The Luxembourg Philharmonie, officially known as the Grande-Duchesse Joséphine-Charlotte Concert Hall, plays host to around 400 orchestral performances per year since its opening in 2005. Our newest writer Jay Familetti had the privilege of attending a one-of-a-kind performance dedicated to Grand Duke Jean and his family.
The home of the Luxembourg Philharmonic Orchestra is an architectural marvel. Not knowing what to expect, when I exited the tram at my stop in front of the concert hall I was struck by its scale and its modern, almost futuristic beauty. The circular building is entirely white, encased with thick metal shafts running from the ground to its roof.
As we approached the building, we were ushered away from the main entrance by armed guards. We waited patiently as vans with most of the royal family as well as the Prime Minister arrived out front, and once they had all been escorted inside we were allowed to enter the building. Upon entering the Philharmonie, we were greeted with tall hallways (lit by various colored lights) that lead into the main seating area of the concert hall itself. Long, winding, walkways wrap around the internal structure and lead up to the various balconies on either side.
We made our way up a walkway to our seats on a left side balcony, closest to the stage. Here we waited as the orchestra, the Solistes Européens of Luxembourg, tuned their instruments on the stage below. While they prepared for their performance, a screen behind them displayed a slideshow of pictures of the late Grand Duke Jean and his family. As the orchestra finished their preparations, the lights were dimmed and all concertgoers stood as they played a song to accompany the entrance of the Royal Family.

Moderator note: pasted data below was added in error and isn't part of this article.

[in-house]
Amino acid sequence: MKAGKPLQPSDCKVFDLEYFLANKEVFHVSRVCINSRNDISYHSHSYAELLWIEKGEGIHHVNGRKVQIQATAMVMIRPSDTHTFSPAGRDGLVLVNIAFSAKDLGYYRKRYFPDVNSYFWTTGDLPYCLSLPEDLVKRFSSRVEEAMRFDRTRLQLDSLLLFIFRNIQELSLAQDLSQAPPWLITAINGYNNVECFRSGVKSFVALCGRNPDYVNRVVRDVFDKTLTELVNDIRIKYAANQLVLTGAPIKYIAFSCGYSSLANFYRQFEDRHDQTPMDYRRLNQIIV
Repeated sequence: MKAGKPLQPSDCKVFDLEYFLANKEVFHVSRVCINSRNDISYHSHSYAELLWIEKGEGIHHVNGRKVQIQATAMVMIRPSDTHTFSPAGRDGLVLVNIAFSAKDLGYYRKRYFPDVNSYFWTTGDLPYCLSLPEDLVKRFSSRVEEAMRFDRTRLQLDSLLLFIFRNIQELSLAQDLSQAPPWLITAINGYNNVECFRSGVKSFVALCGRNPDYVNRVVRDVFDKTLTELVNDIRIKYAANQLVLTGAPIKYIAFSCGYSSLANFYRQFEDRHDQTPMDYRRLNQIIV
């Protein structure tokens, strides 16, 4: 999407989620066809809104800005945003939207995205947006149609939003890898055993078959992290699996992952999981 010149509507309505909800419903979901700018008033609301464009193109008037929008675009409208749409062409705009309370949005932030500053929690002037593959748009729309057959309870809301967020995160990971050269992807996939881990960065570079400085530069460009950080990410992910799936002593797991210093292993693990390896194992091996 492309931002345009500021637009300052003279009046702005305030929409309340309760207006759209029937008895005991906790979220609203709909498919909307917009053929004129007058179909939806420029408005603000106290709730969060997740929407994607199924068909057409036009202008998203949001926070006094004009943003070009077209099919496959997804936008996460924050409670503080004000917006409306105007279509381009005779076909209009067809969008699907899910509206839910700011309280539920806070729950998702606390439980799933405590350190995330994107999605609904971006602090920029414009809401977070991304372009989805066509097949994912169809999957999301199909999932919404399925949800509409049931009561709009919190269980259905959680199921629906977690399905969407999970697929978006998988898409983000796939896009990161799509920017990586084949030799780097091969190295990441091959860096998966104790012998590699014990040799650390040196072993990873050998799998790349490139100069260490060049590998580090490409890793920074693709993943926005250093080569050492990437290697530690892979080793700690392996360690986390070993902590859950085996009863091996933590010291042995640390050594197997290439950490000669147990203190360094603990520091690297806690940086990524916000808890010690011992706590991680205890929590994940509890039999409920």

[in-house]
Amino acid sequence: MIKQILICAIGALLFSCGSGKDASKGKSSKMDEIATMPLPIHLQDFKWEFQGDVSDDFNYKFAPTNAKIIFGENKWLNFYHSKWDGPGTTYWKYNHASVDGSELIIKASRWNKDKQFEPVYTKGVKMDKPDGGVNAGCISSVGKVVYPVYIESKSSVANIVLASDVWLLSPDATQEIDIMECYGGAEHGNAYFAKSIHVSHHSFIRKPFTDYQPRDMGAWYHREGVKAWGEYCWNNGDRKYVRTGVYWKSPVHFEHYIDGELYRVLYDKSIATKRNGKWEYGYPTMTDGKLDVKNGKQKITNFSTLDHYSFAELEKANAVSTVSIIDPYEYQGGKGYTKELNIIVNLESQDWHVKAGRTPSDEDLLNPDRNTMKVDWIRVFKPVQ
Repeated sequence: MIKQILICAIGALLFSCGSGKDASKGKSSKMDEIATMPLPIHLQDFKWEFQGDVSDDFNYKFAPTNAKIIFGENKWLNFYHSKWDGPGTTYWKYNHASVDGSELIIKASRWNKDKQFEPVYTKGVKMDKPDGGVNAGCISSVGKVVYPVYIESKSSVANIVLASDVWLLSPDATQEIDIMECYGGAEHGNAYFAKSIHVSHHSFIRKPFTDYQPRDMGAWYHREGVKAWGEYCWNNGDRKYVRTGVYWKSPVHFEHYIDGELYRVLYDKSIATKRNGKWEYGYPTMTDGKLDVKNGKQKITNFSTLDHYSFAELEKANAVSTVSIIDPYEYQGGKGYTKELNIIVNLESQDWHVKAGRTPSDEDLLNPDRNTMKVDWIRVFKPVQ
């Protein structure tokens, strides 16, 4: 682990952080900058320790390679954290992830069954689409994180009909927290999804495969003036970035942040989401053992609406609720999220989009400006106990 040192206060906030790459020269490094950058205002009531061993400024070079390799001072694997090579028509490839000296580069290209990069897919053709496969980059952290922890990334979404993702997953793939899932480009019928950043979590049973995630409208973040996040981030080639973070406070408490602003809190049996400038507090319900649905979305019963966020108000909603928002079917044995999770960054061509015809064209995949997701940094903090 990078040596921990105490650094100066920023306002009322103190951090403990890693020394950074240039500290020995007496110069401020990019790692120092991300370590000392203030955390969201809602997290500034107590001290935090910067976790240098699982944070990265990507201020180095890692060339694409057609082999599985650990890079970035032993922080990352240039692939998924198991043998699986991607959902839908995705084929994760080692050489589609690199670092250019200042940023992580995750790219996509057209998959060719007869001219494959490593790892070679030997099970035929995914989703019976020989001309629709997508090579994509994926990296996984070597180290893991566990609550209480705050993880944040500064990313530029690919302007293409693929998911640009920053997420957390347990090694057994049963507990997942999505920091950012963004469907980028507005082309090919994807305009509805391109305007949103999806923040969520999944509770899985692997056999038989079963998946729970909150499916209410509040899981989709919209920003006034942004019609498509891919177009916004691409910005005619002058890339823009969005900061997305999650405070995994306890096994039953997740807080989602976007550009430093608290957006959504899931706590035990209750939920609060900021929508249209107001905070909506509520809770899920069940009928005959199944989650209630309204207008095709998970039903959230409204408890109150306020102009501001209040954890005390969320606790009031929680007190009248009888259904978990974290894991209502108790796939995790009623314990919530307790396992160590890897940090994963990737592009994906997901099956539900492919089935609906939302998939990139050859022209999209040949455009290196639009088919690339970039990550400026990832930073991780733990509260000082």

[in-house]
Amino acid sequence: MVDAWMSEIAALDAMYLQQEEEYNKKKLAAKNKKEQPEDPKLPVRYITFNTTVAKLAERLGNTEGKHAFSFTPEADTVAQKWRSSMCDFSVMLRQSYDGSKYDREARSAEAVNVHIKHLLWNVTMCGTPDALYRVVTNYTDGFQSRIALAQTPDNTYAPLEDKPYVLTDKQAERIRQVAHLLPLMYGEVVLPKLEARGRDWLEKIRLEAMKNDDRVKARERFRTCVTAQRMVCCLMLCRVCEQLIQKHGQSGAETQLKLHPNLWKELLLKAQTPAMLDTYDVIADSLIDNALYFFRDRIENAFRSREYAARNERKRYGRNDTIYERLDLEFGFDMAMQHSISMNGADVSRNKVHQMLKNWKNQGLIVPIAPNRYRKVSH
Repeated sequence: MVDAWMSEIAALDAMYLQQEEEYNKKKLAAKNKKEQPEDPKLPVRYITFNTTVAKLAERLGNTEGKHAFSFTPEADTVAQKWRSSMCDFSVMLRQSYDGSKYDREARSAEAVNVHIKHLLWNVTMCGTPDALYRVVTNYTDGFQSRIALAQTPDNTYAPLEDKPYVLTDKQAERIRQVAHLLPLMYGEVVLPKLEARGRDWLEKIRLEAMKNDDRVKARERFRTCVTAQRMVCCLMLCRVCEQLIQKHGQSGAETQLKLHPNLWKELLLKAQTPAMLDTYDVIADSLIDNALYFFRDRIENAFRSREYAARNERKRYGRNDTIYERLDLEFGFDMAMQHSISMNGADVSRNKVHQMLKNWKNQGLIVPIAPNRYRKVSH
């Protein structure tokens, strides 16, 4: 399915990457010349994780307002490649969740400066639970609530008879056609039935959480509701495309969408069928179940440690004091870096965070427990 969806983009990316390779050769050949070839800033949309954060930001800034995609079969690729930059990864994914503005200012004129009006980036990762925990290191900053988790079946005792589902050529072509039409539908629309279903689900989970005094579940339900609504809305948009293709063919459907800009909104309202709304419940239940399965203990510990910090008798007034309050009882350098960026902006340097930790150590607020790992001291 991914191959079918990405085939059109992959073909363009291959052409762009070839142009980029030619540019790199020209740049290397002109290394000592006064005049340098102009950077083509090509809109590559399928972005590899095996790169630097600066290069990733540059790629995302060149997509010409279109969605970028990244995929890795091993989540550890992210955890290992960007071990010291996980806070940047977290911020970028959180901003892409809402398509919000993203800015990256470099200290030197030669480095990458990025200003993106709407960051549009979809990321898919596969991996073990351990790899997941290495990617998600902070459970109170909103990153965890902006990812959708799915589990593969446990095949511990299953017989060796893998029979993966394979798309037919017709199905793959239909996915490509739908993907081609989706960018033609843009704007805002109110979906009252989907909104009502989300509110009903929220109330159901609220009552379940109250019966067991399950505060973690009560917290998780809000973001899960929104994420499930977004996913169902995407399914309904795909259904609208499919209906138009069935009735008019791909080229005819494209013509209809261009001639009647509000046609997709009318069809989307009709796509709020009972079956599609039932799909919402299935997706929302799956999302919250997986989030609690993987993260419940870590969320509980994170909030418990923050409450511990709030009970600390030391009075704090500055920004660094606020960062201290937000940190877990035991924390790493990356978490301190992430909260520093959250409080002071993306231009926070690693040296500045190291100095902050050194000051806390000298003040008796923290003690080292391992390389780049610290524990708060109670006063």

Once everyone was situated, the concert began with a beautiful piano solo titled Adieu op. 124. The solo was performed by Luxembourgish pianist David Ianni, and was written by Ianni specifically for the concert in honor of the late Grand Duke. The acoustics of the concert hall are absolutely superb (as they are designed to be), and I felt like I was sitting right next to the piano as Ianni played. His piece was my favorite of the entire performance.
After the solo, conductor Christoph König joined the orchestra on the stage, to much applause. He directed three pieces, beginning with an anxious arrangement by Milan Slavický titled Ich dien that featured a wild combination of clashing sounds that made me shift in my seat. Second came Symphonie N° 44, “Trauersinfonie”, by Joseph Haydn, which was upbeat and emphasized the violin, bouncing between powerful crescendos and decrescendos. Finally, the orchestra played a piece I was well acquainted with, Violinkonzert by Beethoven. It featured American violinist Gil Shaham as the soloist, who captivated the audience with his masterful accompaniment to the orchestra.After the main performance, the Solistes Européens played once again for the royal family as they made their exit. This was followed by bows from the conductors and performers and a very lengthy bout of applause.
The Luxembourg Philharmonie is a strikingly beautiful building and it was a treat to be able to enjoy some amazing classical music in its hall. I have a passion for any and all music, and I highly recommend anyone who enjoys classical arrangements to try and see a performance at the Philharmonie.